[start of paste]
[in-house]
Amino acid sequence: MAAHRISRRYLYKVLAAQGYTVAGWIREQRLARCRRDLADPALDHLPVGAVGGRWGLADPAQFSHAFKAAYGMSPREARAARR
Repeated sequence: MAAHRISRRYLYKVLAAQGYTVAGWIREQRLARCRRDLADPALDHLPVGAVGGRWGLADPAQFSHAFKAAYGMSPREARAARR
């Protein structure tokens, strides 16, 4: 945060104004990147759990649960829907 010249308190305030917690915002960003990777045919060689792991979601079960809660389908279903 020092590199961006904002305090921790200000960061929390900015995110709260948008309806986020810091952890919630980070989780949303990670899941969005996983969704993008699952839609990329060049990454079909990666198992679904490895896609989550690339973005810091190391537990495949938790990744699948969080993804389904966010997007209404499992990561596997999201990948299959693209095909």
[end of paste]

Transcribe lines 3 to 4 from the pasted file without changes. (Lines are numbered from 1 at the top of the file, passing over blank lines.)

Repeated sequence: MAAHRISRRYLYKVLAAQGYTVAGWIREQRLARCRRDLADPALDHLPVGAVGGRWGLADPAQFSHAFKAAYGMSPREARAARR
């Protein structure tokens, strides 16, 4: 945060104004990147759990649960829907 010249308190305030917690915002960003990777045919060689792991979601079960809660389908279903 020092590199961006904002305090921790200000960061929390900015995110709260948008309806986020810091952890919630980070989780949303990670899941969005996983969704993008699952839609990329060049990454079909990666198992679904490895896609989550690339973005810091190391537990495949938790990744699948969080993804389904966010997007209404499992990561596997999201990948299959693209095909």